Meanwhile Angela is embracing all things country. Until she finds out that the country also has its problems and deceptions. Hilarious characters like the baker who gets his bread from the dumpsters behind Tesco. He warms it in his Aga and delivers it to the villagers in a large wicker basket. "Of course it goes stale quickly - it's real fresh bread, no preservatives see." His wife spins and dyes wool which she knits into jumpers. Except that the wool is actually unraveled from jumpers bought in local jumble sales. Another family that moved to the country for more quality family time end up with an isolated and depressed wife, an absent husband because he found a convenient pied-a-terre in London, and sending their children to boarding school so that they don't have to mix with the local children.

I re-read this book. I loved it all over again but I don't need to read it a third time. So I gave it to a colleague who is retiring and I think she will love it too.

The Family at Red Roofs by Enid Blyton. This was a childhood favourite of mine and I kept it all these years. I read it to DD a few months ago. She really got into it. When the snobby friend was obnoxious DD sprang up in bed, wagged her finger at the book and scolded, "that's not how you treat your friends young lady!" On the other hand she asked why the girls aren't allowed to do anything and the boy was in charge of paying the bills even though he's younger. An interesting thing is that it was first published in 1945 but there is no mention of the war, or of there having been a war if it was published after September 1945. As I said, it was a childhood favourite of mine but it has somehow lost some of its magic. It won't be a childhood favourite of DD's even though she did enjoy it. The story has been republished many times, the last time being 2013, so DD could find the book again if she wants to (she won't want to). My copy was just about falling apart so out it went.

By the Way. As I was going through the cookery books I remembered A Proper Tea by Joanna Isles. I loved this book so much that I blogged about it here. I remember that a friend wanted to make a proper tea party for her birthday so I lent her the book. Now I can't remember who the friend was. Dear friend, if you read this post can I have my book back please.

And yet, if I don't get my proper tea book back, so be it. Minimalism does that to you, It's just things.

UPDATE: I remembered the next morning and my friend who has the book told me in the afternoon. All is good. 

Friday, June 15, 2018

Minimalism and IKEA - R2BC

I've been very quiet on the blog for a couple of weeks. It's that time of year when teachers are writing reports, marking exams, planning and attending final parties, recitals, concerts, and presentations for everything (that goes for mothers too), and for me, setting up my summer course to start the day after school finishes. I'm finally, not finished but up to date with everything as of last night.

Today I went with two friends to IKEA. You have to understand that 1) there is no IKEA in Jerusalem. 2) I don't have a car. 3) Outside of IKEA everything in Israel is very expensive. And 4) the last time I went there with a car was five years ago! Now you see why this is my Reason 2B Cheerful this week.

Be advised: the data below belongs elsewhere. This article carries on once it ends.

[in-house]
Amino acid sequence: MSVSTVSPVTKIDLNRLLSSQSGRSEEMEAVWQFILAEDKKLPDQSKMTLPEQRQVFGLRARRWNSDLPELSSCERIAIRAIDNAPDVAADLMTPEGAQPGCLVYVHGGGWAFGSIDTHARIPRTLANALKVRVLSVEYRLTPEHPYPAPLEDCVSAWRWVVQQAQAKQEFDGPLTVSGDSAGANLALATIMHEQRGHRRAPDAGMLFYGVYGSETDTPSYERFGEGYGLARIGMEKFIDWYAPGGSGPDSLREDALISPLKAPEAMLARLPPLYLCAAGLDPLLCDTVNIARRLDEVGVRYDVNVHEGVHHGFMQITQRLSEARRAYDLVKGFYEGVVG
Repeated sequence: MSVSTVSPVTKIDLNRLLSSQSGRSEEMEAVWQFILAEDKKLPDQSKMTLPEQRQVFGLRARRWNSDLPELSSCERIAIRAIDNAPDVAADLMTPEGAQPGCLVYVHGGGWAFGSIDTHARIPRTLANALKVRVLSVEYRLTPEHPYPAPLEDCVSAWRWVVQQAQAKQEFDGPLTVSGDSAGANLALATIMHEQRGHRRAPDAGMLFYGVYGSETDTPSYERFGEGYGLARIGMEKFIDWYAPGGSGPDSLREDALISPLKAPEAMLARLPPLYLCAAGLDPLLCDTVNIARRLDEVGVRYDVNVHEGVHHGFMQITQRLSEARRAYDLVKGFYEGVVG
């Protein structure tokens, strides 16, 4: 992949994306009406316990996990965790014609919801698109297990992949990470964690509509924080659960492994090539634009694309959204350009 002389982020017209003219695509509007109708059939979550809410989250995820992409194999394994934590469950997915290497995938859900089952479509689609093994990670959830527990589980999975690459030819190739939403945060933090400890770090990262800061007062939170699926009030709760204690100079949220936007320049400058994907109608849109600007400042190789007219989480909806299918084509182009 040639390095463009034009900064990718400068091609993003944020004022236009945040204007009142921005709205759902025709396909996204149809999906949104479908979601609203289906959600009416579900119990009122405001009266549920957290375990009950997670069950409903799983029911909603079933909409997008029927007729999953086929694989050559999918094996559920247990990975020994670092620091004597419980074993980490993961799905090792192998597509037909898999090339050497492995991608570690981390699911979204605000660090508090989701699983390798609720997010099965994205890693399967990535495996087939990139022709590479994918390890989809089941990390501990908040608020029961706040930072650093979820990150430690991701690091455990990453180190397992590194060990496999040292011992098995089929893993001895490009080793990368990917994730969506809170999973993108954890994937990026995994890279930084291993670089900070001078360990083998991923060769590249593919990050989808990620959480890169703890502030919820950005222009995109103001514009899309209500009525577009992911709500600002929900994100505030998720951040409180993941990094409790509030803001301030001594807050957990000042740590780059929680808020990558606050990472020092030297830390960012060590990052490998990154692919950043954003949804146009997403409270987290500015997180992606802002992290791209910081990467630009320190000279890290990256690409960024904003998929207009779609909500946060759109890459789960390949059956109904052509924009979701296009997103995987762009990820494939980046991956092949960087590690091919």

We were three of us in the car so there was no big furniture buying, but boy did we stock up on other stuff. We left Jerusalem at 8 after the kids had gone to school, and arrived in Rishon at 8.50. First stop was coffee and a pastry. Apparently coffee is free between 08.30 and 09.00. I suppose because shopping only starts at 9 and the tills only open at 9.30.

We compared lists. Then, having warmed up with coffee, we went to the starting line. Two of us turned right and headed for the furniture displays. The smaller items were to the left.
"Hey, where are you going? We don't need any furniture!"
We looked at our friend in disbelief. "We want to walk round and see everything."
"But we have lists!"
I suggested she go have another coffee and meet us at the end but she threw her hands up in resignation and came with us.

Yesterday a colleague asked me how I can reconcile IKEA with minimalism. Well, most of what I bought was to replace stuff. One in - one out. You do need a new shower curtain, toilet brush and non-slip shower mat every so often. The plastic stool in the kitchen was 16 years old and looked it. The sheets for DD's bed are the sets that my mother bought me when I left home 30 years ago. There's nothing wrong with them but they're primary coloured stripes and DD wanted something pretty and flowery. (Bring back your chintz your chintz - oh the irony.) I bought nice storage boxes to replace the old plastic vegetable rack drawers I'd been using in my wardrobe. New kitchen scissors, a new frame for DD's painting, new place mats, and two rectangular storage boxes to replace the round plastic bowls in my fridge that I use for fruit and vegetables.

Entirely new things included: a big white pot for a tall plant in the now empty corner of my living room, two pyrex dishes and three plastic food containers, all with lock'n'lock lids. A small salad bowl for when I want a bigger salad than a soup bowl but smaller than a serving dish. Ice-lolly molds, And a few little presents for DD - some felt pens, paint brushes, a tablet holder, and I gave her the purse I was given for making a donation to charity.

I don't count the serviettes, the plastic straws, or the light bulbs as they will be used and thrown out. So actually I didn't buy too many new things. But if you want to nitpick, I also threw out or passed on (eventually - some items are in a holding pattern) 21 items this week in addition to the things that were replaced from Ikea.

There are 17 things in the photo but I took back the wok and one of the four broken watches. Also the scissors don't count as I replaced them. However, I gave away a book and another photo frame as gifts and put a bag and a purse in the 'donations' box. And three more serving bowls didn't make the photo. So that's 21 items which takes the 1000 Clutters Challenge to 945. Only 55 items left to find and I still have all my cds and loads of dvds.

I am very cheerfully joining the Reasons 2B cheerful linky over at Becky's Lakes Single Mum.